By early 1960, the transfer of technology from the Soviet Union, though selective and contentious, had raised the levels of competency in industry and high command. Major reorganizations evolved over the years as the programs mimicked those of the United States strategic programs. Major evolution in industry and science was put into motion by Projects 09 and JL and undoubtedly contributed to China’s economic prowess today.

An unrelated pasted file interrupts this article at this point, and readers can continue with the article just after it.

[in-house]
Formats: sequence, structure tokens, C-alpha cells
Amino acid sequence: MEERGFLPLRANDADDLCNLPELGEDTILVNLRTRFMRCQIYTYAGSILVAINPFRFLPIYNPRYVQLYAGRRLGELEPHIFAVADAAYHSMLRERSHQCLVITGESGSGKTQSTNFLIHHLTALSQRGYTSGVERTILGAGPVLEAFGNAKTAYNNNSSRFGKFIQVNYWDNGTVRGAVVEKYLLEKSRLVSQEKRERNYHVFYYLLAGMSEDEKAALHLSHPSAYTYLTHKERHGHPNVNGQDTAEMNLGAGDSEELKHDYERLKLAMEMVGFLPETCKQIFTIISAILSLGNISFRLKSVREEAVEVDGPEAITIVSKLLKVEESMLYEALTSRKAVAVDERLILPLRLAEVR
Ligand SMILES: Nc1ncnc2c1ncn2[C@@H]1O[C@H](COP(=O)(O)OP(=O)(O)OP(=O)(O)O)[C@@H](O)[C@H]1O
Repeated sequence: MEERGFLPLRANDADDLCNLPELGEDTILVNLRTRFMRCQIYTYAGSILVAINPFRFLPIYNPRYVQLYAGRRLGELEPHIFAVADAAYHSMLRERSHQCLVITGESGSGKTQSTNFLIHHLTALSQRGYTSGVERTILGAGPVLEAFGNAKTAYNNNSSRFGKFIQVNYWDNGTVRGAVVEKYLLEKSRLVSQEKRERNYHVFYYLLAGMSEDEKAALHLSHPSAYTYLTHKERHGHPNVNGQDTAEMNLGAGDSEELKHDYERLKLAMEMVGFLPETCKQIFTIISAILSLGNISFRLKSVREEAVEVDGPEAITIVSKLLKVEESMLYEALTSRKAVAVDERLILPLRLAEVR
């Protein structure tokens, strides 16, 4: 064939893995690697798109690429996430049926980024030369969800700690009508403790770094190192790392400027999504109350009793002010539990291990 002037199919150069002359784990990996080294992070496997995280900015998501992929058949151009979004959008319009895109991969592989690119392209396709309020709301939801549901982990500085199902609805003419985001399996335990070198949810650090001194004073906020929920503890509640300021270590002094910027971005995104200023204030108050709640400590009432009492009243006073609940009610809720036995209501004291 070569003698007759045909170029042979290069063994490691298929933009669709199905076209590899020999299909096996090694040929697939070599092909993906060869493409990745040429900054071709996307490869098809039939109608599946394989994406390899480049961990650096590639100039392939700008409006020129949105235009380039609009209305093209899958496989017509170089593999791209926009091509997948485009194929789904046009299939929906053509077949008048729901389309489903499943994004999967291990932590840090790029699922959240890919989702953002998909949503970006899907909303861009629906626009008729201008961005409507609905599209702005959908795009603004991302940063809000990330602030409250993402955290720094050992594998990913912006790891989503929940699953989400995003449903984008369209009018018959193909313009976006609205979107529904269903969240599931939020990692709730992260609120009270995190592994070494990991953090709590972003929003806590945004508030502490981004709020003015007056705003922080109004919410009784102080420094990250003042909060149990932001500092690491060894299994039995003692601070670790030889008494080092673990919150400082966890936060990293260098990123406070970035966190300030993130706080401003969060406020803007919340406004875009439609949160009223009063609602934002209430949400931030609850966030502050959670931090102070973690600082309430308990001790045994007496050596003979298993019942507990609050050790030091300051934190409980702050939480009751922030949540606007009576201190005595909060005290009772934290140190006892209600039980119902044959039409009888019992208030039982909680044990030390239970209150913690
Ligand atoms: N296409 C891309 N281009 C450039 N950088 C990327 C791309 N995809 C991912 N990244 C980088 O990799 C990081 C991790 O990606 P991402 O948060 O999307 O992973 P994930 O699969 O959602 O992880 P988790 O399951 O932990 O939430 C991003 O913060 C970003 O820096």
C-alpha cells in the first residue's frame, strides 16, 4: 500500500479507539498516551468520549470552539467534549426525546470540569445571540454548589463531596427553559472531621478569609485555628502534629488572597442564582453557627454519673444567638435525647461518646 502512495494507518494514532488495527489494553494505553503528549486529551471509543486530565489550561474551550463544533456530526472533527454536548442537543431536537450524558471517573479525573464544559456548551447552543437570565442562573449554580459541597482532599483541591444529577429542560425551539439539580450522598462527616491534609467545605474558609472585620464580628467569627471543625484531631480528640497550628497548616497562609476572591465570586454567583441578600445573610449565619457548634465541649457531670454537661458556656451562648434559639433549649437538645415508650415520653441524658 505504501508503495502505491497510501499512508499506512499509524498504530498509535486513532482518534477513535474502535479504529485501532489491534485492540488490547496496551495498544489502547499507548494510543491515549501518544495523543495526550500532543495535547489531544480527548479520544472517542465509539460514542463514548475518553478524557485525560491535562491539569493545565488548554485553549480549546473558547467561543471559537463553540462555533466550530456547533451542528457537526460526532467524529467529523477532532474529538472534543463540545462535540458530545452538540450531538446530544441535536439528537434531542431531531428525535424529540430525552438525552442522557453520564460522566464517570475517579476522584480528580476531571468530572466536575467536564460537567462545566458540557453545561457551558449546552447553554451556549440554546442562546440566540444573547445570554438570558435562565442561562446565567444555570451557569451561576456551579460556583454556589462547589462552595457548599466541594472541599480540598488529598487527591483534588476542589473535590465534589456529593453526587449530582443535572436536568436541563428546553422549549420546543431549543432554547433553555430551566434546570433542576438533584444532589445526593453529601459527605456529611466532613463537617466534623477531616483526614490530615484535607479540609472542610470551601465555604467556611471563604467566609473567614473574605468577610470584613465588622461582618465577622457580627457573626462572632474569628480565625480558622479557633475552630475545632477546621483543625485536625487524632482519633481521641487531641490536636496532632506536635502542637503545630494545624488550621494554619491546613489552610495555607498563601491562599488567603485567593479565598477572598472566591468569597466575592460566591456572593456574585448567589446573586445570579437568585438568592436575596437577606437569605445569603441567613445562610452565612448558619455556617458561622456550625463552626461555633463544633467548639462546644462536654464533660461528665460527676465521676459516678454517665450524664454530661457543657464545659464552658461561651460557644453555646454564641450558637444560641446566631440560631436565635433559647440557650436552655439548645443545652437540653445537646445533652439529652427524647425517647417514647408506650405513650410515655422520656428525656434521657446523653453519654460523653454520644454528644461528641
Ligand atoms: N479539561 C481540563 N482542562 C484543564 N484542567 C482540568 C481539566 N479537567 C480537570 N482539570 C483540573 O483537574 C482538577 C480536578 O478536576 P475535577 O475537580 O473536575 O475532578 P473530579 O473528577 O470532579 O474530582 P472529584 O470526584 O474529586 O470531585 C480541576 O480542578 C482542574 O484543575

Early efforts were marred by major setbacks. In the 1960s there were famine, the drying up of Soviet assistance and funding cutbacks. The three hard years occurred during this period. Additionally, China had no computers. All calculations were done by hand for power distributions at full and reduced power. (Remember nuc school!) A decision had to be made on what to build first, an SSN or SSBN, and which design to use. In 1966 the decision to build the SSN was given highest priority. It was to be built at a shipyard in Uludao, Liaoning Province (an area north of North Korea). A German design (Ottohalen) was ditched in favor of a Lenin design with primary pumps outside the main containment vessel. This of course meant susceptibility to steam and primary leaks. In 1969 design plans were completed and a land based facility was finished in 1970.